Candid Microphone was a popular radio show hosted by the late Allen Funt, who asked ordinary people oddball questions, not knowing they were being recorded. When they gave bizarre and funny answers, the audience collapsed into laughter when Funt told them they were on national radio. It was a formula that worked and ABC picked up the show for TV, employing a hidden camera. It was renamed Candid Camera, which debuted Aug. 10, 1948, and ran on and off for 56 years. Funt’s catch phrase— “Smile, you’re on Candid Camera”—caught on and is still heard today at the conclusion of well-timed practical jokes.
In reality, Candid Camera is a metaphor for what is happening today, namely, we are all on candid cameras. Cameras are pervasive—in stores, streets, airports, toll booths, and police cars—embedded everywhere we go in the name of security. To be sure, we are still navigating our way through the early years of the Age of Terrorism and a rising epidemic of domestic violence. However uncomfortable we might be with these intrusions into our lives, and while we might not smile about being on one of these candid cameras, most Americans are willing to let security trump privacy. On the eve of the New York City Marathon, Police Commissioner Ray Kelly revealed that the NYPD had mounted free-standing cameras, 2,100 in all, along the 26-mile route. After what happened at the Boston Marathon in April, when images of the bombers were captured by a camera mounted on a department store, no one was complaining.
But the collection of data about the American people goes much further than capturing our images. No different than the use of cameras, the collection of massive amounts of data is part of a concerted effort to afford us greater security. The National Security Agency (NSA) is vacuuming every scrap of information about us, our opponents, and friends overseas. It is one thing for the NSA to spy on those living outside of our borders. Spying has been going on since the dawn of civilization. But it is a far different story when it comes to the NSA’s collection of data about ordinary citizens. The NSA is vacuuming all of our communications— phone calls, Web searches, Facebook and Twitter messaging—in essence, everything we send out and receive.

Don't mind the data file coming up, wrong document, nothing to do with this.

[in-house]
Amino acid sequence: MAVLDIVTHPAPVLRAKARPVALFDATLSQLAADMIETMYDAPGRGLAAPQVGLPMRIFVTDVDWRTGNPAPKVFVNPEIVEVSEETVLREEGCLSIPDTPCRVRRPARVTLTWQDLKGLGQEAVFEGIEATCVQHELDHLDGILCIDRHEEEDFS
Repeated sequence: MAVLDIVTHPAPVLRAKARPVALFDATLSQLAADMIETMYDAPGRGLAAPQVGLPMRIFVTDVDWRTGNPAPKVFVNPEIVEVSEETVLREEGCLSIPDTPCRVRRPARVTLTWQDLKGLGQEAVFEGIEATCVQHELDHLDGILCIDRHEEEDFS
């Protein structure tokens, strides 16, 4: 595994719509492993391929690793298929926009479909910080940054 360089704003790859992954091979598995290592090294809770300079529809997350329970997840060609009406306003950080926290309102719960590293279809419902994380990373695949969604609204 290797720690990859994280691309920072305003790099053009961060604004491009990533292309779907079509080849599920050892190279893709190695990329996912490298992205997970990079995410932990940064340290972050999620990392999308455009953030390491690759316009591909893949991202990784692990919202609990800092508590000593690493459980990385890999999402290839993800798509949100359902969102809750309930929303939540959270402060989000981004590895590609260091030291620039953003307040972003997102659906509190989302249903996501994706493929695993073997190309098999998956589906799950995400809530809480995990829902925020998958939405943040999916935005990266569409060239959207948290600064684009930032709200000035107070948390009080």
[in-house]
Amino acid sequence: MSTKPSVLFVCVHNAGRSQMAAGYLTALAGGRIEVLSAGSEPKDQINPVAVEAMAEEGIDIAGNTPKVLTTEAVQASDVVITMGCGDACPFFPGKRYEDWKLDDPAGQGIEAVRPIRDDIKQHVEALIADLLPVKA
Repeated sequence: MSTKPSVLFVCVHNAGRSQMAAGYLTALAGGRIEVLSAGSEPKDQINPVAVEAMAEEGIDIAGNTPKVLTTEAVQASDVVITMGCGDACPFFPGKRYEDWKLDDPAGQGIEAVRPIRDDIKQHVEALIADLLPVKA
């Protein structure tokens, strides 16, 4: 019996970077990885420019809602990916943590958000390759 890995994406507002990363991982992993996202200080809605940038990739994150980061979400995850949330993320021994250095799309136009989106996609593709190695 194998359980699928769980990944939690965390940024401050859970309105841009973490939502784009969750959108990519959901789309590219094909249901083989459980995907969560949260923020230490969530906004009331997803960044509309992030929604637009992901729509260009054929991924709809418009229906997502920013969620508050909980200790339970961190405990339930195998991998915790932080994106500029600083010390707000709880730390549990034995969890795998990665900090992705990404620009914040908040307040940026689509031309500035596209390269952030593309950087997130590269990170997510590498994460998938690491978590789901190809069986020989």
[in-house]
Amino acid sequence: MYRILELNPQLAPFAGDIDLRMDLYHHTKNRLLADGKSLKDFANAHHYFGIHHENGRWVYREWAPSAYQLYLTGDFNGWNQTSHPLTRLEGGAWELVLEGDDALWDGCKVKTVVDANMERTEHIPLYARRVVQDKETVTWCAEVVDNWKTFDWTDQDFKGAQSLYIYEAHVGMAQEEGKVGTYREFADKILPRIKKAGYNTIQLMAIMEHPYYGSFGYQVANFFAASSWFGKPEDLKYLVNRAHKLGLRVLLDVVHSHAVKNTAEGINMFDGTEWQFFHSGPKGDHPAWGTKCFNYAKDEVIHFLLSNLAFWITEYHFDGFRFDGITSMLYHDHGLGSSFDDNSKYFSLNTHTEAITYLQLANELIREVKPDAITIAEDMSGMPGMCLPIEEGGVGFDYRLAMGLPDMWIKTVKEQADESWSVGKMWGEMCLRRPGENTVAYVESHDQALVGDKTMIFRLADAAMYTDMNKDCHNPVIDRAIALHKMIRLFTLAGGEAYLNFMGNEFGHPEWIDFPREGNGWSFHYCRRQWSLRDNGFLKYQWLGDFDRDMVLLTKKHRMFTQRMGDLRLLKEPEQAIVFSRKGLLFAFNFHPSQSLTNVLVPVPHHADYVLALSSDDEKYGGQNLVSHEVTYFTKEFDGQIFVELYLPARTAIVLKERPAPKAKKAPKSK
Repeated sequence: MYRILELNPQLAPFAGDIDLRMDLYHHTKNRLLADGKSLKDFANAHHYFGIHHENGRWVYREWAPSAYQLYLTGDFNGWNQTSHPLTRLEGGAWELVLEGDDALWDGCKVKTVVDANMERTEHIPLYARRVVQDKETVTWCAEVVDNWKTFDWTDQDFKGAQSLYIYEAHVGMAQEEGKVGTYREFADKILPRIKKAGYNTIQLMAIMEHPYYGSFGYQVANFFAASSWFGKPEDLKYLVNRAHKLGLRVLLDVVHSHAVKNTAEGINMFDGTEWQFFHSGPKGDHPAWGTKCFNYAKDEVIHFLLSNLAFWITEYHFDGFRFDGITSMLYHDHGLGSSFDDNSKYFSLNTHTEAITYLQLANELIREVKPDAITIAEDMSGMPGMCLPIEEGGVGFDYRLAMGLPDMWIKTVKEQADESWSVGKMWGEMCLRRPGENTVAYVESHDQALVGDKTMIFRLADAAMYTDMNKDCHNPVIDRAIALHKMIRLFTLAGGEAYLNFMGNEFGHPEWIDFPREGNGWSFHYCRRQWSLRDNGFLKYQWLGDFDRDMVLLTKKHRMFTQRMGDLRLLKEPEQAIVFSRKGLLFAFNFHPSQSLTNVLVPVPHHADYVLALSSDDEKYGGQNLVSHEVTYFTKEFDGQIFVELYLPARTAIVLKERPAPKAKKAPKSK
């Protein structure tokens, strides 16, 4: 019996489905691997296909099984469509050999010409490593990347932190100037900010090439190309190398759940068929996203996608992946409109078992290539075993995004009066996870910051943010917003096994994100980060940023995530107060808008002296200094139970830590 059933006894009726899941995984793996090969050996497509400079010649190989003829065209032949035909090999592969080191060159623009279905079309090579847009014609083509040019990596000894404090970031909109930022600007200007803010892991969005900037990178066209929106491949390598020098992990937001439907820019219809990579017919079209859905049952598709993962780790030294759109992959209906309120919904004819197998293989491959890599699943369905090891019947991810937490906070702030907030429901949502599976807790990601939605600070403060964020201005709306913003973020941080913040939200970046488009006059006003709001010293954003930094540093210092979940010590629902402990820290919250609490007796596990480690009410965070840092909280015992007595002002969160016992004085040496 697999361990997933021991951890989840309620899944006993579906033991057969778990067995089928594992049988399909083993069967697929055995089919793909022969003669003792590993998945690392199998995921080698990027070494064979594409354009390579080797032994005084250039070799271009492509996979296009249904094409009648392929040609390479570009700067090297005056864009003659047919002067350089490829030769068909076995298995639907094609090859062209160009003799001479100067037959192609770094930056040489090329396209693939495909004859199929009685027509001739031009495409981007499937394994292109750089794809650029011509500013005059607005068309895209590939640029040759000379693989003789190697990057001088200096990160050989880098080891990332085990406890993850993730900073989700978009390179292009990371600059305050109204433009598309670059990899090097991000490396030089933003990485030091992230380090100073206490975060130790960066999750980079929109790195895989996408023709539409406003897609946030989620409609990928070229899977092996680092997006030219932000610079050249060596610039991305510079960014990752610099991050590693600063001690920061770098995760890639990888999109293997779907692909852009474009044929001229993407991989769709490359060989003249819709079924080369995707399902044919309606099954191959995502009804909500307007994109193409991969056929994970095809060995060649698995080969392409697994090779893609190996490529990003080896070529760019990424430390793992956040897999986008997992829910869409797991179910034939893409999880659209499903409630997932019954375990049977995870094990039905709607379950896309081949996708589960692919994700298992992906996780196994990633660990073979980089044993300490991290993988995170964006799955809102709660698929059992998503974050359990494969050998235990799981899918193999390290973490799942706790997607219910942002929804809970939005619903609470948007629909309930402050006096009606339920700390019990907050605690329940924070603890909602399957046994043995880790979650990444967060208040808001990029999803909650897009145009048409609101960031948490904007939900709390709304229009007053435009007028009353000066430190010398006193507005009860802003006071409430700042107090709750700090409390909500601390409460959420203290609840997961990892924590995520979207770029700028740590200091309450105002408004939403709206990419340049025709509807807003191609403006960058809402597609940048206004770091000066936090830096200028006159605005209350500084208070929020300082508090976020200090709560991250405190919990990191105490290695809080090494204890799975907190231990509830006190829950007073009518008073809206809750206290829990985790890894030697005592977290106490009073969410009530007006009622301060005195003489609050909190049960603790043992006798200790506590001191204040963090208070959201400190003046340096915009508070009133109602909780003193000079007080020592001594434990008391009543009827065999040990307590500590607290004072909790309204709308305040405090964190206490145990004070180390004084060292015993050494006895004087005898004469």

When we contracted with purveyors of computer websites, Google and others, we never imagined that our searches and all sorts of electronic communications, more often than not the minutiae of our lives, would be of any interest to the government. This being said, it is in this minutiae where the NSA hopes to find key words, nuggets so-to-speak, which when connected with other data will lead not to our doorstep but to the doorstep of those who plan to do harm.
A Congressional committee has recommended limitations on this surveillance and we have been assured that the government is not opening our mail or listening to our calls. We are still protected by the Fourth Amendment and a long list of legal decisions that protect us from unreasonable searches without probable cause. Still, some argue that in time, we will move in the direction of a quasi-totalitarian society as the collection of our data accelerates. Such allegations have been aired before. However, while many people were shocked to learn what the NSA has been doing, it has not coalesced into a tidal wave of protest, with most of us believing it just may be necessary in this new environment where we have come to learn security remains conditional.
It’s Candid Camera on an epic scale, and we can only hope that we can smile about our long cherished desire for privacy being preserved.
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